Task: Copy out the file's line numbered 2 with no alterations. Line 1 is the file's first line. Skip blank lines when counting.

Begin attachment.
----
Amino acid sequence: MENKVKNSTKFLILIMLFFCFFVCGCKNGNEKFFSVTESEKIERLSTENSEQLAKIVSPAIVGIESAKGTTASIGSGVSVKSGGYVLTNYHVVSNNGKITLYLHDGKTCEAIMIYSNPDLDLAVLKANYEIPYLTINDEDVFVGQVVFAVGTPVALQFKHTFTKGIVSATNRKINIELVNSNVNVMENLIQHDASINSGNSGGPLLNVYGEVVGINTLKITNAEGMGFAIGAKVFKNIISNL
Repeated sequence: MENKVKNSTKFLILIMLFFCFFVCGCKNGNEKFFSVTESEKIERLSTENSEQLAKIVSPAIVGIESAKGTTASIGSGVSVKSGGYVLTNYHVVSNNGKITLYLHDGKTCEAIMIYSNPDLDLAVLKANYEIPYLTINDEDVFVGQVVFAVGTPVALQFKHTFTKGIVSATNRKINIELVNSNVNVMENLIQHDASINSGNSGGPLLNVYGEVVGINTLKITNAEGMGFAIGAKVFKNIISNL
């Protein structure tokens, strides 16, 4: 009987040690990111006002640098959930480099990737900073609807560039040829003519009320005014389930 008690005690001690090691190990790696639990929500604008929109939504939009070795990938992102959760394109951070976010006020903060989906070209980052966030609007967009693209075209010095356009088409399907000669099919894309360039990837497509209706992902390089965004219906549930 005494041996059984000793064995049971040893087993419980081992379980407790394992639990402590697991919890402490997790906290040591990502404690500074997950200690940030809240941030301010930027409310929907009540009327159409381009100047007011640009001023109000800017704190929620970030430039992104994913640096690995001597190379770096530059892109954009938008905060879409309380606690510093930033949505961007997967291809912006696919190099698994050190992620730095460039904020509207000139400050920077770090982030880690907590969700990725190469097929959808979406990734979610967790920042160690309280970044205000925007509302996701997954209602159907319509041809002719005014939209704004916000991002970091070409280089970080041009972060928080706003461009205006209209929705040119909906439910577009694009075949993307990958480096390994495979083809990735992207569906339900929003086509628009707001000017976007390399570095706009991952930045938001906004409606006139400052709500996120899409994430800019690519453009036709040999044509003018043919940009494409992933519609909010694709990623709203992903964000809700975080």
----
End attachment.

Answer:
Repeated sequence: MENKVKNSTKFLILIMLFFCFFVCGCKNGNEKFFSVTESEKIERLSTENSEQLAKIVSPAIVGIESAKGTTASIGSGVSVKSGGYVLTNYHVVSNNGKITLYLHDGKTCEAIMIYSNPDLDLAVLKANYEIPYLTINDEDVFVGQVVFAVGTPVALQFKHTFTKGIVSATNRKINIELVNSNVNVMENLIQHDASINSGNSGGPLLNVYGEVVGINTLKITNAEGMGFAIGAKVFKNIISNL